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Using automation to bridge the gap between GRC and security

October 29, 2020

Charaka Goonatilake

In this blog, we discuss how security automation tech can help to bridge the divide between security and GRC teams.

Today’s GRC teams are being asked by regulators to provide an increasing amount of security-related data to them to ensure compliance with new data privacy and protection regulationsIt’s putting the GRC teams under huge pressure, due to the manual nature of gathering and producing that dataSecurity data is still a relatively new addition to the GRC purview. There are a number of changes that could be made in the way they receive and handle security data, which would make the process of reporting security data to regulators easier and, crucially, more accurate. 

We detail these in a whitepaper that we are launching todayBridging the GRC and security divide. It outlines how new technologies in automation can bring the GRC and security teams together and make regulator reporting a much less onerous process. 

Current GRC cyber reporting practices are laden with manual processes, which can be error-prone and resource-intensive. While many GRC tools have reporting functions, the GRC teams often do not have ready access to comprehensive and reliable data from them. 

Put simply, GRC tools are not designed for collecting, storing, analysing and presenting this type of security data. Also, while GRC teams have tools that manage policies, these tools are ill-equipped to take advantage of existing data from security controls to demonstrate that these policies are being followed. This disconnect leads to gaps in coverage and misplaced confidence in data. 

Having a lack of trust in the security data is a serious issue for GRC teams. They need to be able to trust and ‘stand by’ the data they are providing to regulators. Crucially, if GRC leaders don’t have confidence in their security data, then it also means they cannot be sure of their own cyber posture and their ability to combat cyber risks.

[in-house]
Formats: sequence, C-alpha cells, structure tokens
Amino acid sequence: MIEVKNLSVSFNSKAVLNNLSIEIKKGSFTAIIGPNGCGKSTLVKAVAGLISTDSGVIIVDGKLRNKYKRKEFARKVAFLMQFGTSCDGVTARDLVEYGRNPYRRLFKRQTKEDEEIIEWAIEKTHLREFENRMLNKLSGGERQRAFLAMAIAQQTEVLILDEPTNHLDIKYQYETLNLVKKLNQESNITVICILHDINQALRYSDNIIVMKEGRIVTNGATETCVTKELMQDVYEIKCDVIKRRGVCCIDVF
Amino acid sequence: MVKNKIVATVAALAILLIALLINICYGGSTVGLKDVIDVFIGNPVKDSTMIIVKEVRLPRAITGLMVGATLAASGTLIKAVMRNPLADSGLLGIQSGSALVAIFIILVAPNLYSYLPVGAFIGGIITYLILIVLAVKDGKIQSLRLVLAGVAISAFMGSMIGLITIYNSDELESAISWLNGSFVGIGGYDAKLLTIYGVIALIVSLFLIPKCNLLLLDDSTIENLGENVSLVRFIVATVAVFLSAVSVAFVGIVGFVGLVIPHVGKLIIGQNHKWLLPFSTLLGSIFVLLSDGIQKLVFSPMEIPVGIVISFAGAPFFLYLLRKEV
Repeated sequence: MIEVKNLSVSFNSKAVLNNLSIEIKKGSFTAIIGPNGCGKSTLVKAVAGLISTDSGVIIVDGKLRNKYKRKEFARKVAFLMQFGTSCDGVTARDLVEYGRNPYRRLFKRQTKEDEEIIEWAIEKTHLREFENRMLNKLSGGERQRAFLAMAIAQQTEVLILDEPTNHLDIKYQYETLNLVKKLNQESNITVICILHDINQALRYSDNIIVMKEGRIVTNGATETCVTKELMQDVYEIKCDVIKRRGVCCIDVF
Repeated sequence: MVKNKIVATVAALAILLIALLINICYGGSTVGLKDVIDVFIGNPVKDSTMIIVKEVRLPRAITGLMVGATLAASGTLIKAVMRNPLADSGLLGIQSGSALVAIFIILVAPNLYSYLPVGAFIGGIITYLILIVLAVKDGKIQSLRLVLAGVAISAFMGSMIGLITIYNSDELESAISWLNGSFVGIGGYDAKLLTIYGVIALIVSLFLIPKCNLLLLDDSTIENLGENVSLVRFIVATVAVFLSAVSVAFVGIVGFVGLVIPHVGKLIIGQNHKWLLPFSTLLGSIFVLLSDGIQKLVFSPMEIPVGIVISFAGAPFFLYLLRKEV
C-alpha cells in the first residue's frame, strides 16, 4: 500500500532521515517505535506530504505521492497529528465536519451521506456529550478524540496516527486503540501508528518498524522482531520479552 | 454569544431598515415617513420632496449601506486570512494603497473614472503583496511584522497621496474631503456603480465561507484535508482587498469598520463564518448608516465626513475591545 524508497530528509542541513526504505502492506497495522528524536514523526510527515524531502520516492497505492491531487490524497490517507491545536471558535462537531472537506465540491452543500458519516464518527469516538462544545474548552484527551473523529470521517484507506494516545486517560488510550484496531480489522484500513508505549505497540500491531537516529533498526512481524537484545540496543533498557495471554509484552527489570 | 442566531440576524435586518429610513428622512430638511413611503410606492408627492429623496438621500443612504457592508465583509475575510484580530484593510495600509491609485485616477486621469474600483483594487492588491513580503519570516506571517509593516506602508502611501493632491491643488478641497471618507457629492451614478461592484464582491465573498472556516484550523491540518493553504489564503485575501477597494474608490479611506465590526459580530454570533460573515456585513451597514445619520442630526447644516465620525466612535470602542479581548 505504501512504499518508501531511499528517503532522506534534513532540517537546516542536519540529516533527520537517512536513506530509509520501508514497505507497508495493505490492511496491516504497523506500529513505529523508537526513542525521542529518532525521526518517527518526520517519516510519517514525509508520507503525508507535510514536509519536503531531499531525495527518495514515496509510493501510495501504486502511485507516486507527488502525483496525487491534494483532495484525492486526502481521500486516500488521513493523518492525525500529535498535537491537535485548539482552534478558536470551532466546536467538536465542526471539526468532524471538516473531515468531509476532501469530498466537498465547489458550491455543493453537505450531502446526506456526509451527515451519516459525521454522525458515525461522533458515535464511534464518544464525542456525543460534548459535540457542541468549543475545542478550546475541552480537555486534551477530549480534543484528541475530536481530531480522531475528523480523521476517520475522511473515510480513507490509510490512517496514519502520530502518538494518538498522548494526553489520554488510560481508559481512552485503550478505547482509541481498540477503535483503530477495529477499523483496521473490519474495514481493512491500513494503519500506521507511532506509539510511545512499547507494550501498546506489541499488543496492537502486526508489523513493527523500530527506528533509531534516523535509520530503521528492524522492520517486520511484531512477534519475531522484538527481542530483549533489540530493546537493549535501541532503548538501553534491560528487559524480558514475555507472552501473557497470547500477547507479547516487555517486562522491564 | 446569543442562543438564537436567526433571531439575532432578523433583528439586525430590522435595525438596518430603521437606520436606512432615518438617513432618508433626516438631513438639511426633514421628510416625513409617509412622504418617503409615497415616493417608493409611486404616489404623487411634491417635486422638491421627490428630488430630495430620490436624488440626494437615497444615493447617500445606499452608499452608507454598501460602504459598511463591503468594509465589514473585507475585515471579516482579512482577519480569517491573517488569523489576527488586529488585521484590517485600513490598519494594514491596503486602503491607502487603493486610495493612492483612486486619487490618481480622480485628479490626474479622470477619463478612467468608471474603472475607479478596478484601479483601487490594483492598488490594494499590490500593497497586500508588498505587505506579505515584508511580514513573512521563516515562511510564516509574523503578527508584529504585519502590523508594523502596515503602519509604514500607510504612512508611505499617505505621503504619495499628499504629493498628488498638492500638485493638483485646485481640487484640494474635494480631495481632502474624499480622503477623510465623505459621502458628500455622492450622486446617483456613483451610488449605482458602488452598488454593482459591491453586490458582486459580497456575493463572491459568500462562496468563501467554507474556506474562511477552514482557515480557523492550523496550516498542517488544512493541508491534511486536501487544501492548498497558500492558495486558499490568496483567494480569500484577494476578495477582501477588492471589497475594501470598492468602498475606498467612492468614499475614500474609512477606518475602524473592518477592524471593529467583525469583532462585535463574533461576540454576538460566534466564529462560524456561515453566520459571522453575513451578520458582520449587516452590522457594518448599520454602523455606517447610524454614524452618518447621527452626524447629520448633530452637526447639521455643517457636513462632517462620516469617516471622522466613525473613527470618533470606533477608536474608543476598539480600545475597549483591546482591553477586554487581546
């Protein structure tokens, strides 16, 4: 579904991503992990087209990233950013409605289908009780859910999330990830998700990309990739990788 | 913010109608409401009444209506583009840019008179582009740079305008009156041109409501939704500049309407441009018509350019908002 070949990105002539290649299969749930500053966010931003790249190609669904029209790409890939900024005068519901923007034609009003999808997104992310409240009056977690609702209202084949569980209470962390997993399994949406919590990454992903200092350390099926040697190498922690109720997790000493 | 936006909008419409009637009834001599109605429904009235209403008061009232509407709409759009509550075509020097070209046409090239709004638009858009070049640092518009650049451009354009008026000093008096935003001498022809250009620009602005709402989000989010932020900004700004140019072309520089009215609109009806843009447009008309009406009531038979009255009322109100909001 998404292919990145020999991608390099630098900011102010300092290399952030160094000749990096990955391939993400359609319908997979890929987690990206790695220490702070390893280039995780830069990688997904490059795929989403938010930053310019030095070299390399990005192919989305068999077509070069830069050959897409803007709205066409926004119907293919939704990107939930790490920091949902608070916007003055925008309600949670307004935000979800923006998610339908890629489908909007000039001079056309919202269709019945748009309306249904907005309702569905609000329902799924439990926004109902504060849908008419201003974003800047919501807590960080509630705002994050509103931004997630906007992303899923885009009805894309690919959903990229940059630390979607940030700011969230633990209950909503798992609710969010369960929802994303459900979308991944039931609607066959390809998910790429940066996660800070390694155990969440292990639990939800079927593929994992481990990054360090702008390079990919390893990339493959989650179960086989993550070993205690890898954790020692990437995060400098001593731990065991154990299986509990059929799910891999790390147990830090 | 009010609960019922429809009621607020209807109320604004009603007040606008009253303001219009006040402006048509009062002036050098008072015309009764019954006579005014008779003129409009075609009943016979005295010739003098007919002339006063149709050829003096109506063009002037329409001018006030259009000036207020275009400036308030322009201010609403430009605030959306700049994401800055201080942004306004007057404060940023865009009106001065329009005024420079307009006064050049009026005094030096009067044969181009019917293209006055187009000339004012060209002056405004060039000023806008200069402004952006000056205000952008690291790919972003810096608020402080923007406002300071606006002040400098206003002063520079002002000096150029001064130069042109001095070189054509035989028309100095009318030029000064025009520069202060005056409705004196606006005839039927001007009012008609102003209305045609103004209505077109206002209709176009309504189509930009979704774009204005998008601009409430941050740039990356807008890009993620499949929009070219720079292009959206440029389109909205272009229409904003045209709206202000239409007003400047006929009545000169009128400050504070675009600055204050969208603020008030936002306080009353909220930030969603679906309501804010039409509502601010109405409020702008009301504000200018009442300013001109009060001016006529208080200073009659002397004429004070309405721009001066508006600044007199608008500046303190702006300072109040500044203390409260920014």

Automation is a key tool in the GRC armoury to mitigate against this mistrust of security data and manual overload. This was illustrated in our recent GRC Peer Report, which outlined findings of a survey of 200 senior GRC professionals. 93.5% of the respondents said they thought it was important to automate security risk and compliance reporting. However, only 11% said that their risk and compliance reporting is currently automated end to end.  

The fact is automation is hard. The automation pipeline is long and complex; it entails data gathering, assessment, de-duplication, and then continuously running and finessing the cycle. GRC tools and platforms were not designed to align the amount of data that now exists within an organisation; most GRC platforms just cannot provide qualitative measures to be able to respond accurately.

Introducing Continuous Controls Monitoring

Our Continuous Controls Monitoring (CCM) platform was borne out of the industry need to automate security data on assets and controls, so that a baseline of truth is created, which can be shared with stakeholders and regulators. 

Importantly, our CCM platform gives GRC and security teams common repository that contains accurate data, that can inform reports and address any questions from regulators in minutes. It also offers a flexible, data-driven approach to compliance monitoring, with the ability to configure the measurement criteria to reflect policies and standards, so the compliance measurement can be tailored to the organisation. 

If you are interested in learning more about how automation can bridge the GRC and security divide, and how we are pioneering this new field of technology, then check out our new whitepaper – we would love to hear your thoughts.